1.1 Background to the Study
The term an entrepreneur is the one who undertakes to organize, coordinate, manage, and assume all the associated risks of a business. The 18th – century economist, Richard Cantillon, first used the word “entrepreneur” as an economic term (Davis & Gibb, 2007). The term meant an employer who assumes the risk and management of business, in contrast to a capitalist, who merely owns an enterprise and may choose to take no part in its day-to-day operations.
Over time, scholars have defined an entrepreneur in different ways. Kennedy (2009) defined entrepreneur as an economic agent who unites all means of production: land, labour, and capital and thus, produces a product. By selling the product in the market, he pays rent for land, wages to labour, interest on capital and what remains is his profit. He shifts economic resources out of the area of lower use into an area of higher productivity and greater yield. Myra, Patricia, and Candida (2010) indicated that entrepreneurs are innovators who use a process of shattering the status quo of the existing products and services to set up new products and services. Charney and Libecap (2012) defined an entrepreneur as a person who searches for change, responds to it and exploits change as an opportunity. For instance, a quick look at changes in communication medium from typewriter to personal computer, to the internet illustrates this idea. Innovation is no doubt a specific tool of an entrepreneur. Hence, an effective entrepreneur converts a source into a resource.
The economic importance of the entrepreneur to nations has been recognized for several decades. Many authors from different perspectives have discussed the importance of entrepreneurship to different countries. Bhattasali (1981) observed that India owes a lot of credit to her entrepreneurs in the realization of their self-reliant strategy of industrialization which resulted to development and utilization of local raw materials, development of new business ideas, and creation of employment. Owoalah (1989) pointed out that entrepreneurs play many roles in the economy such as contribution to gross domestic product, value added function, and linkage for big companies.
Also, entrepreneurs are very important in areas such as ultimate utilization of unused raw materials and human resources, meeting of local needs, promotion of initiative, stimulating competition and encouraging good human relationship (Wadhwa & Vivek, 2010). Recently, some economists such as Nicoli and Robert argued that education as well as expansion of high-grade personnel (such as entrepreneurs), rather than the increase of physical capital, is the major means and determinant of economic development (Kayode, 2006). Jones and English (2004) observed that the entrepreneurs play crucial role in the economy through the application of creative ideas in the production of various goods and services which empower the process of economic development. Furthermore, Gibb (2007) stated that entrepreneurs that passed through accounting education apply acquired accounting knowledge to the management of enterprises to achieve business progress and success. Gibb postulates that, to be successful, the entrepreneur should be able to estimate future demand, determine the appropriate quantity and timing of inputs, calculate production costs and determine selling prices, ensure proper documentation of business activities, and also possess the arts of superintending and administration. These are ways of application of accounting knowledge to the entrepreneurial venture.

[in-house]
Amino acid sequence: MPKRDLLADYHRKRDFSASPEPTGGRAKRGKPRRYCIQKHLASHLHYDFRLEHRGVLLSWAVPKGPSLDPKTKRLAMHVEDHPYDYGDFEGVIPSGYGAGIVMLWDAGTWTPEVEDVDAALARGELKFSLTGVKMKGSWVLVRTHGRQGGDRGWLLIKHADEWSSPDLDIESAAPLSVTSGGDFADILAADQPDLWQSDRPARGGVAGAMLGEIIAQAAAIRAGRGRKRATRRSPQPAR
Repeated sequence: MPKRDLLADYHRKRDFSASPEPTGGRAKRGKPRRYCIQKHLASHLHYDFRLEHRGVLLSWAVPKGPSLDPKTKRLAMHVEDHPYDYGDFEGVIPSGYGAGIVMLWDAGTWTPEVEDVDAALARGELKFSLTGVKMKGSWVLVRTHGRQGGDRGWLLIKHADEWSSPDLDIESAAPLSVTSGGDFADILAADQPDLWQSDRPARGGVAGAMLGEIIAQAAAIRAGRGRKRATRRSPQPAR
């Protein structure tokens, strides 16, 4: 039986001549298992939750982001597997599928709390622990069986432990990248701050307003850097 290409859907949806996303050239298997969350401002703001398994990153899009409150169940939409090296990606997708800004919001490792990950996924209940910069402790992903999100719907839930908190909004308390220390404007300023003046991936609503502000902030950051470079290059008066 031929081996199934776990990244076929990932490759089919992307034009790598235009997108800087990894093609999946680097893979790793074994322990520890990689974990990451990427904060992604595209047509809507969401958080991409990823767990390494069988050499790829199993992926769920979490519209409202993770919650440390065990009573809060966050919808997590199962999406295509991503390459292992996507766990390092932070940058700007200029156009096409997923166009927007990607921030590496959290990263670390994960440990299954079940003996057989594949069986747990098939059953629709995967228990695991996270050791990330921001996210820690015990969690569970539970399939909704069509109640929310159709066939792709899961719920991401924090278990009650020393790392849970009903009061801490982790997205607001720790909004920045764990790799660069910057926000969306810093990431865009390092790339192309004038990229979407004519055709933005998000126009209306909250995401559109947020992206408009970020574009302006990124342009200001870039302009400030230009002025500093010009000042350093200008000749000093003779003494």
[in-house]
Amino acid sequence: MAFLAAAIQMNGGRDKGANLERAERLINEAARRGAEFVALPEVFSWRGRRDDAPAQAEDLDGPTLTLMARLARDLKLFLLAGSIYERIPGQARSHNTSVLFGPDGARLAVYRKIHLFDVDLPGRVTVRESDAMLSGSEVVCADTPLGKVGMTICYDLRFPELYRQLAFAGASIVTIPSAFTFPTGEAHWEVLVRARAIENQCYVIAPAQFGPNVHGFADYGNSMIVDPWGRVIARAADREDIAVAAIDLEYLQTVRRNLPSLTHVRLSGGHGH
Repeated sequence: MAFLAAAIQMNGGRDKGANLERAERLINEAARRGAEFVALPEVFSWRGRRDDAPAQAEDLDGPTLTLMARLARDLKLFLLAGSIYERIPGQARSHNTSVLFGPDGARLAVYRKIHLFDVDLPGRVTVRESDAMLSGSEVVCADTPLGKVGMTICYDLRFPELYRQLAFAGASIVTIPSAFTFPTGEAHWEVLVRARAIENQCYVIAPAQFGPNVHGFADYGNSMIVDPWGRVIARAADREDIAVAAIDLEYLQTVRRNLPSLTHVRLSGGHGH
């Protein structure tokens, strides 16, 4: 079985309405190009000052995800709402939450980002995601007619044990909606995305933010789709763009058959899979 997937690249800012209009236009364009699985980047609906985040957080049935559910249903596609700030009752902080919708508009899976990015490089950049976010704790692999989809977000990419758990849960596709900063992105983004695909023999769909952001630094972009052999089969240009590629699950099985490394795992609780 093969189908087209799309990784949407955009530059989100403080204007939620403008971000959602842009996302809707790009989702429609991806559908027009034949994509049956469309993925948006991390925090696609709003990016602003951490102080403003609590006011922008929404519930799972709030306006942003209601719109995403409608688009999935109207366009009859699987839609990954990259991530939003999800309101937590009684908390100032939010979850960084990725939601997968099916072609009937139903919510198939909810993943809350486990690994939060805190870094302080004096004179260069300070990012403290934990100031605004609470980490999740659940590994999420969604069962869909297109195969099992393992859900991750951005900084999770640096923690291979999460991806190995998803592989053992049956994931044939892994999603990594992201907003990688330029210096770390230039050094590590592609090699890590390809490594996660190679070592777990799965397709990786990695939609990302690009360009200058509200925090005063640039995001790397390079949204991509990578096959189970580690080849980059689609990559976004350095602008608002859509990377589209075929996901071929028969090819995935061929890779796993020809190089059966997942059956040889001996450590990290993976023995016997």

Nigeria like her counterparts all over the world provides university education to its citizens. The primary challenge of a university is to develop quality human capital for every sector of the national economy (Okafor, 2012). Accounting education is one of the courses being provided in the university. University accounting education was started by the University of Nigeria in 1961 when it opened its door to the very first batch of university undergraduate accounting students in Nigeria (Okafor, 2012). One of the areas of dire need is the production of graduate accountants who are adequately prepared to meet the accounting challenges of modern businesses as well as other economic needs of government. Accounting education incorporates a package of instructional programmes designed to educate prospective accountants to make them efficient and effective in the discharge of accounting duties in any field of endeavour they may find themselves after graduation.
Accounting education was introduced with the aim of achieving numerous goals. One of the goals was to inculcate in the trainees the ability to identify and solve problems using critical and creative thinking (McMullan & Long, 2003). Critical thinking involves logical thinking, reasoning skills such as comparison, sorting, classification, patterning, deductive and inductive reasoning, forecasting, planning, hypothesizing, and critiquing, while creative thinking involves creating something new or original (Busch, 2011). This critical and creative thinking will help to stimulate curiosity and promote divergence in the students. Another goal of the accounting education was to train the students on how to work effectively and cultivate the ability to resolve conflicts and also structure solution to accounting problems. This is because an effective team member goes beyond self and personal desires and goals. He or she recognizes that the immediate challenge is to proffer solution first, thereby, recognizing the benefits of working efficiently, learning to resolve differences as well as maximizing his/her contributions to help the team/group accomplish its purpose (Samovia, 2012). Furthermore, it is equally aimed at educating the students on how to organise and manage their activities. This goal consists of helping students to identify their main activity, break them down into tasks, prioritize them effectively, relate tasks to time and make plan of action (Vesper, 2012). This will go a long way in educating trainees on effective time management, accounting and business planning.